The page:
Alcohol consumption

Does exercise affect our alcohol consumption?

PPeople who exercise regularly and are in aerobic shape tend to ingest a surprising amount of alcohol, according to a new study, timed well for the holidays, on the interplay between fitness, exercise and drinking. The study, which involved more than 40,000 adults, finds that physically fit, active men and women are more than twice as likely to be moderate or heavy drinkers as people who are not fit . The findings add to growing evidence from previous studies – and many of our bar tabs – that exercise and alcohol often go hand in hand, with implications for the health effects of each.

Many people, and some researchers, might be surprised to learn how much physically active people tend to drink. In general, people who adopt one healthy habit, such as exercise, tend to practice other healthy habits, a phenomenon known as habit clustering. Fit and active people rarely smoke, for example, and tend to eat healthily. So, it may seem logical that people who exercise often drink alcohol sparingly.

But several studies over the past few years have found strong links between training and tipping. In one of the first, from 2001, researchers used the responses of American men and women to conclude that moderate drinkers, defined in this study as people who finished about one drink a day, were twice as likely than those who did not drink. at all to exercise regularly. Later studies found similar patterns in college athletes, who drank significantly more than other college students, a population not famous for temperance.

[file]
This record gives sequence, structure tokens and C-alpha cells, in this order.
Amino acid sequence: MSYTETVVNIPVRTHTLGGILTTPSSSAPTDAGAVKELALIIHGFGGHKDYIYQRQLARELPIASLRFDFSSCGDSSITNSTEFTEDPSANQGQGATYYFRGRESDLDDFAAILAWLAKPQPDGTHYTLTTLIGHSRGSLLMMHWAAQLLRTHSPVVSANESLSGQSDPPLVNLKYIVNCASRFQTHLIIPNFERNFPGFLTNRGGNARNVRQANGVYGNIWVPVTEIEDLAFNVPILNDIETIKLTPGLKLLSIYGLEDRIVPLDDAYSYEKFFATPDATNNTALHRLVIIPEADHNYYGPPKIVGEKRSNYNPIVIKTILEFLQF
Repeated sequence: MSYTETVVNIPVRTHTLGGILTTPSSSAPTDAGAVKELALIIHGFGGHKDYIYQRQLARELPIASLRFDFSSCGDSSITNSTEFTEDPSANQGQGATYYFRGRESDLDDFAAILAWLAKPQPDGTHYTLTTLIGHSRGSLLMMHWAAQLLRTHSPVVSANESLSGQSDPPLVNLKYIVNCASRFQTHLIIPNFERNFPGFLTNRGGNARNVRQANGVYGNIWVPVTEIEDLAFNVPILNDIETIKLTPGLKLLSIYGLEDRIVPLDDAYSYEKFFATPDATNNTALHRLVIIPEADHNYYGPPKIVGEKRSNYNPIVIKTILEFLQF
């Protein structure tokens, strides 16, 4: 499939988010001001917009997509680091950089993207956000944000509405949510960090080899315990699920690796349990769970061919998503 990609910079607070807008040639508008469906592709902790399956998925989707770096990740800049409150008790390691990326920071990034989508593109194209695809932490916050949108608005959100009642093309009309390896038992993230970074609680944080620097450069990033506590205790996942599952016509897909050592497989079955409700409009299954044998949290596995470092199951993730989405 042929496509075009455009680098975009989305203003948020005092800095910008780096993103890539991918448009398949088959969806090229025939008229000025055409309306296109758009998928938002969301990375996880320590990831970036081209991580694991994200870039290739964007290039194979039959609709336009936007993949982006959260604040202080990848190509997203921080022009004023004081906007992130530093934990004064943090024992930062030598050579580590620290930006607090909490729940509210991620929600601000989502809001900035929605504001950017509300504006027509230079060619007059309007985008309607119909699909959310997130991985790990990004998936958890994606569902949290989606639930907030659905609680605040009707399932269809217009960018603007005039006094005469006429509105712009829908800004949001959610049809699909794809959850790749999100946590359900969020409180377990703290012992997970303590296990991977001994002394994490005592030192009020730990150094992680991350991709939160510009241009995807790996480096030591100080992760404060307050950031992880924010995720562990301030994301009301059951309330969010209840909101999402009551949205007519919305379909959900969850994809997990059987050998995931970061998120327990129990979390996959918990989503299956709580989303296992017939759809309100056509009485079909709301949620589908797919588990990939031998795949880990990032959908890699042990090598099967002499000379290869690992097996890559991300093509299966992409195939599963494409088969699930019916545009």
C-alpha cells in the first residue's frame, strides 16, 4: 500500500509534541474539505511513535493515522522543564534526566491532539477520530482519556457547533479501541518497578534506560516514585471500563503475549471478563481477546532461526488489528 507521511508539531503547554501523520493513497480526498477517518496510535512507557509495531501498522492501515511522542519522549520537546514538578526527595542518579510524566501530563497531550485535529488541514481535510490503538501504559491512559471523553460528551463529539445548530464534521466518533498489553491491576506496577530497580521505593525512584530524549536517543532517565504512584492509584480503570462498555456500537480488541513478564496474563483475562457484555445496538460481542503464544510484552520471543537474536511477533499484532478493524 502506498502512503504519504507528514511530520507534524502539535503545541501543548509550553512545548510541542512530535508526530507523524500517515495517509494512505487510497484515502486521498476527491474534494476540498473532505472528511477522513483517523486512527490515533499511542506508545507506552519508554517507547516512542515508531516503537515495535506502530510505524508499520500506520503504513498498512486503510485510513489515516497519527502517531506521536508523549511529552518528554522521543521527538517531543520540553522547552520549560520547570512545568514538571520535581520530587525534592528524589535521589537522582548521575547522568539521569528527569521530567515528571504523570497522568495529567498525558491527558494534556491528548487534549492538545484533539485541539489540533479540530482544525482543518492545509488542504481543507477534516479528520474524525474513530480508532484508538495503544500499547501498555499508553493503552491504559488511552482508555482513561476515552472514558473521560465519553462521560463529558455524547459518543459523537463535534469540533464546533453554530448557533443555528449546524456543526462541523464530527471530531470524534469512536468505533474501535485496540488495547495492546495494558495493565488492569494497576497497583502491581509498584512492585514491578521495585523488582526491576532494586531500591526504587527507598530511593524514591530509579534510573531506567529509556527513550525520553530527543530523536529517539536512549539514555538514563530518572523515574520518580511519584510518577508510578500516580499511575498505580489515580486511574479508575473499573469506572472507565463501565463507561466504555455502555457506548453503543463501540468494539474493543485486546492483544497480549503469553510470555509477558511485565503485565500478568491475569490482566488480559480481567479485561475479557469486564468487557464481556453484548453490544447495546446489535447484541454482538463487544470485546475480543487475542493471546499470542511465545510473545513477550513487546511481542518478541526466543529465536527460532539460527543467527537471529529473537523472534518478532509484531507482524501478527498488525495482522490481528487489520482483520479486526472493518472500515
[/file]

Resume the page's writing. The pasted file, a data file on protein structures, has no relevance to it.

In another revealing study, from 2015, 150 adults kept online diaries of when and how much they exercised and consumed alcohol for three weeks. The results showed that on the days when they exercised the most, they also tended to drink the most afterwards.

But these and other earlier studies, while consistently linking more physical activity and more alcohol, tended to be small or focused on young people, or relied on somewhat offhand reports of what people were telling researchers about their workouts and drinking, which can be notoriously unreliable. .

So for the new study, titled “Fit and Tipsy?” and recently published in the journal Medicine and science in sport and exercise, researchers at the Cooper Institute in Dallas and other institutions turned to more objective data on tens of thousands of American adults. All were part of the Cooper Center’s large, ongoing longitudinal study, which examines cardiovascular health and its relationship to various behavioral factors and other medical conditions.



Most people probably don’t associate physical activity and alcohol consumption with behaviors

Study participants visited the Cooper Clinic in Texas for annual checkups and, as part of these checkups, took treadmill tests of their aerobic fitness. They also completed detailed questionnaires about their exercise and alcohol consumption habits and whether they worried about their alcohol consumption. The researchers collected the records of 38,653 participants who were of legal age and reported drinking at least once a week. (The authors excluded teetotalers from the study mix because they wanted to compare light drinkers to heavy drinkers.) Then they calculated the numbers.